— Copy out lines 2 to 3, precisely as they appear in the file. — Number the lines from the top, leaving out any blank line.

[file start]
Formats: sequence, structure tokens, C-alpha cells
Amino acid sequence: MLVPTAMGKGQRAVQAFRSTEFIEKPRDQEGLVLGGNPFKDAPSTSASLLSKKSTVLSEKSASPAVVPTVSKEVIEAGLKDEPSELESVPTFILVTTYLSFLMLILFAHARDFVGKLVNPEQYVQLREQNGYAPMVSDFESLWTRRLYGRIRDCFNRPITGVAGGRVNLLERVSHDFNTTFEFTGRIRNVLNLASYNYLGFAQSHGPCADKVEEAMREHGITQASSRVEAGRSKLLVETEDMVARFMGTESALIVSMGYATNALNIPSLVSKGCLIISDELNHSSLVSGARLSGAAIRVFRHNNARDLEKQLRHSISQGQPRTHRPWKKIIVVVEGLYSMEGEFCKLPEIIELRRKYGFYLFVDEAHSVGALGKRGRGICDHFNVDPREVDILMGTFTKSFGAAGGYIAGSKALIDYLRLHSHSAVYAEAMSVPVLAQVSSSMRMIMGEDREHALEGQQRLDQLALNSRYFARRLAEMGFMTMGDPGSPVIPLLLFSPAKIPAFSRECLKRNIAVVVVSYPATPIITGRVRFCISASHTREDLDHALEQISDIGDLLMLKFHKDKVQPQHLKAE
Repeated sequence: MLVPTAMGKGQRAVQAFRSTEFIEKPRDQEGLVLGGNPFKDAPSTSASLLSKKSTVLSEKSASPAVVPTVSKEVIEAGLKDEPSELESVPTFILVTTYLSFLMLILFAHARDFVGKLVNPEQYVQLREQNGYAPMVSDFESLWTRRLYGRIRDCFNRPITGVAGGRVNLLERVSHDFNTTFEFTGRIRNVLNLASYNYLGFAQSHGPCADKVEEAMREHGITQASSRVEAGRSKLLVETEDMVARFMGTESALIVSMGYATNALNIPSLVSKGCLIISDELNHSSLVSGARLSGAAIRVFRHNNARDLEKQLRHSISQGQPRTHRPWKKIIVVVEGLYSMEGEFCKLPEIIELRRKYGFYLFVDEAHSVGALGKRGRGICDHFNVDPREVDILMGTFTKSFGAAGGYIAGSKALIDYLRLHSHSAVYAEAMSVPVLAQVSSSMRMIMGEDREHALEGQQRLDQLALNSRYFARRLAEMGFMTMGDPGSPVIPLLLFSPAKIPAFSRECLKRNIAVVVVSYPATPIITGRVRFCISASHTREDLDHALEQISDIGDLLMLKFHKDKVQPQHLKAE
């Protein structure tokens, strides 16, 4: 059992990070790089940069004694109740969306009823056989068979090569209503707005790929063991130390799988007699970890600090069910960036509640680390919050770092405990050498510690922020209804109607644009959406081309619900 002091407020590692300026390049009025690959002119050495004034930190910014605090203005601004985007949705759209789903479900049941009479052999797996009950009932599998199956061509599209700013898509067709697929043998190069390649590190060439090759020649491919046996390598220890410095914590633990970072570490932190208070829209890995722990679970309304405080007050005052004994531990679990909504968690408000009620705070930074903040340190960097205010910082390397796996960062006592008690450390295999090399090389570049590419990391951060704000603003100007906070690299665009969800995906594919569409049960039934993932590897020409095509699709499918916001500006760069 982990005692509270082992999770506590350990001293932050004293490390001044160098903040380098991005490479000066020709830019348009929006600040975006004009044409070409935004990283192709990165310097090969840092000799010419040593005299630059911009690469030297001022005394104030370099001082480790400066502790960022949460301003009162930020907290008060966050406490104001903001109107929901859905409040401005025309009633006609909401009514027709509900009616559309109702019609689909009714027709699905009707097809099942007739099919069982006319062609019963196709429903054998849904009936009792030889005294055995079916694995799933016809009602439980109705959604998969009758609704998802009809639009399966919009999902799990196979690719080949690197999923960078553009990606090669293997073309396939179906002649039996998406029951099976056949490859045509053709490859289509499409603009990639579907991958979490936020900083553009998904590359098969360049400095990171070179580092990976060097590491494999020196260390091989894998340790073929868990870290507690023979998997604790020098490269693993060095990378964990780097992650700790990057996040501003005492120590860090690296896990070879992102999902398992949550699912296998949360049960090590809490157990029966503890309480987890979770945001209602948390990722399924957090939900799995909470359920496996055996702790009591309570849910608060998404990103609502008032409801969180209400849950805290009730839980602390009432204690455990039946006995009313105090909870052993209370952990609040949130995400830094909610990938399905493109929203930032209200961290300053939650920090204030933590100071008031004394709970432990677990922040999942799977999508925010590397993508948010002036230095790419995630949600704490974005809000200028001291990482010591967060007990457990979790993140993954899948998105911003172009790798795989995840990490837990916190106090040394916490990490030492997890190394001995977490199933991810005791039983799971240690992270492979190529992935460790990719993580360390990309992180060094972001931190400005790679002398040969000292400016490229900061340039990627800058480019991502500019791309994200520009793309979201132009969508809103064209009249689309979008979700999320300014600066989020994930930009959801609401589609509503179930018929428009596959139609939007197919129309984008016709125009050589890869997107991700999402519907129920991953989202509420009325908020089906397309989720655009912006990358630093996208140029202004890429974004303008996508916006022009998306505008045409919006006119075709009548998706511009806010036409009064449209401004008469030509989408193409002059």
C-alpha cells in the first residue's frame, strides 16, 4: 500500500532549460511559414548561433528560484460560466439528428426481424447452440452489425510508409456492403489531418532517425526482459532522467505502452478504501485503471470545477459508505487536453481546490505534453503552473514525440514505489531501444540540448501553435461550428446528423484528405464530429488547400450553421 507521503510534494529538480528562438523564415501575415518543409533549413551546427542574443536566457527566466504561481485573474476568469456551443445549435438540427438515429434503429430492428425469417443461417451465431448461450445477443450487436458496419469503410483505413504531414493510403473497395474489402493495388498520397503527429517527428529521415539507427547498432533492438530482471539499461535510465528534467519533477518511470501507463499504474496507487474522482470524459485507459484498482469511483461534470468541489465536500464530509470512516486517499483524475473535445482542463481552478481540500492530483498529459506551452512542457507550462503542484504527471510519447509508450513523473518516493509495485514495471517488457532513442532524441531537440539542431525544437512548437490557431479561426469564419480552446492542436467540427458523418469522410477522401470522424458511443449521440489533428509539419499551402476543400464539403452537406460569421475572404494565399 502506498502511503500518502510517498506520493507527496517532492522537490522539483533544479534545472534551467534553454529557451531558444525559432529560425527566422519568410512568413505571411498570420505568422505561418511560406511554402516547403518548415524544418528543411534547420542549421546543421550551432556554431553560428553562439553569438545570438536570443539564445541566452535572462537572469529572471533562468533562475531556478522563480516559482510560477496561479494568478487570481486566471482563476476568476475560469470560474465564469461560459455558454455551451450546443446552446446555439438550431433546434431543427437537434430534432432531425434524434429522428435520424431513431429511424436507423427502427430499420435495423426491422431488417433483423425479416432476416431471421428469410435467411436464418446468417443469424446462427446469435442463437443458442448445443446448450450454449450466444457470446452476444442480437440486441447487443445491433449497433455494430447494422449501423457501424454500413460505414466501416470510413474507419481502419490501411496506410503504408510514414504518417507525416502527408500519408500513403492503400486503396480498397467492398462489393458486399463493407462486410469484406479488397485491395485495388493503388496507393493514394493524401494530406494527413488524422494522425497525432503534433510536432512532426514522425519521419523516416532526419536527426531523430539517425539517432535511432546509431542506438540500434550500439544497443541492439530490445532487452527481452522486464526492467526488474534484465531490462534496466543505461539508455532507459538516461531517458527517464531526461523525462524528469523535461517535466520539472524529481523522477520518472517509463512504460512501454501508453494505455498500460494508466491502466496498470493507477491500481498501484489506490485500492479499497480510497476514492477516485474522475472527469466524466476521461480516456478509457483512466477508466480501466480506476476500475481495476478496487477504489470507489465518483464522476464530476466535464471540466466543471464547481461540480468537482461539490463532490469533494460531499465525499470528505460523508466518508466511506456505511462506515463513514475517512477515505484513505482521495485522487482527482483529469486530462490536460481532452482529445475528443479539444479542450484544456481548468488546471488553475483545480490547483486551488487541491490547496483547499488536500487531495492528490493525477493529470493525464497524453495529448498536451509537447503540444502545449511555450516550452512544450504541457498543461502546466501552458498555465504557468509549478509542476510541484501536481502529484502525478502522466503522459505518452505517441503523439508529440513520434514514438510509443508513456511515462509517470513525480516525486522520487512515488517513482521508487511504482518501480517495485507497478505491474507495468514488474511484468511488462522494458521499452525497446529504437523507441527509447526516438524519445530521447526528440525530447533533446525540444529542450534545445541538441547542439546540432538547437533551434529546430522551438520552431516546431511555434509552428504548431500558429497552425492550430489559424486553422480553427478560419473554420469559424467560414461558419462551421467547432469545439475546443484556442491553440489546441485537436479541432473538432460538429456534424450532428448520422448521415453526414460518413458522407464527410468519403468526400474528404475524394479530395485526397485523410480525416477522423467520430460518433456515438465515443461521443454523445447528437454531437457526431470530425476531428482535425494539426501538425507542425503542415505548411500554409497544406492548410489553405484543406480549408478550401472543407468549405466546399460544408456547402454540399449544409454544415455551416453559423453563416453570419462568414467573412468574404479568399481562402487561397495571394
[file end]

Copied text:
Amino acid sequence: MLVPTAMGKGQRAVQAFRSTEFIEKPRDQEGLVLGGNPFKDAPSTSASLLSKKSTVLSEKSASPAVVPTVSKEVIEAGLKDEPSELESVPTFILVTTYLSFLMLILFAHARDFVGKLVNPEQYVQLREQNGYAPMVSDFESLWTRRLYGRIRDCFNRPITGVAGGRVNLLERVSHDFNTTFEFTGRIRNVLNLASYNYLGFAQSHGPCADKVEEAMREHGITQASSRVEAGRSKLLVETEDMVARFMGTESALIVSMGYATNALNIPSLVSKGCLIISDELNHSSLVSGARLSGAAIRVFRHNNARDLEKQLRHSISQGQPRTHRPWKKIIVVVEGLYSMEGEFCKLPEIIELRRKYGFYLFVDEAHSVGALGKRGRGICDHFNVDPREVDILMGTFTKSFGAAGGYIAGSKALIDYLRLHSHSAVYAEAMSVPVLAQVSSSMRMIMGEDREHALEGQQRLDQLALNSRYFARRLAEMGFMTMGDPGSPVIPLLLFSPAKIPAFSRECLKRNIAVVVVSYPATPIITGRVRFCISASHTREDLDHALEQISDIGDLLMLKFHKDKVQPQHLKAE
Repeated sequence: MLVPTAMGKGQRAVQAFRSTEFIEKPRDQEGLVLGGNPFKDAPSTSASLLSKKSTVLSEKSASPAVVPTVSKEVIEAGLKDEPSELESVPTFILVTTYLSFLMLILFAHARDFVGKLVNPEQYVQLREQNGYAPMVSDFESLWTRRLYGRIRDCFNRPITGVAGGRVNLLERVSHDFNTTFEFTGRIRNVLNLASYNYLGFAQSHGPCADKVEEAMREHGITQASSRVEAGRSKLLVETEDMVARFMGTESALIVSMGYATNALNIPSLVSKGCLIISDELNHSSLVSGARLSGAAIRVFRHNNARDLEKQLRHSISQGQPRTHRPWKKIIVVVEGLYSMEGEFCKLPEIIELRRKYGFYLFVDEAHSVGALGKRGRGICDHFNVDPREVDILMGTFTKSFGAAGGYIAGSKALIDYLRLHSHSAVYAEAMSVPVLAQVSSSMRMIMGEDREHALEGQQRLDQLALNSRYFARRLAEMGFMTMGDPGSPVIPLLLFSPAKIPAFSRECLKRNIAVVVVSYPATPIITGRVRFCISASHTREDLDHALEQISDIGDLLMLKFHKDKVQPQHLKAE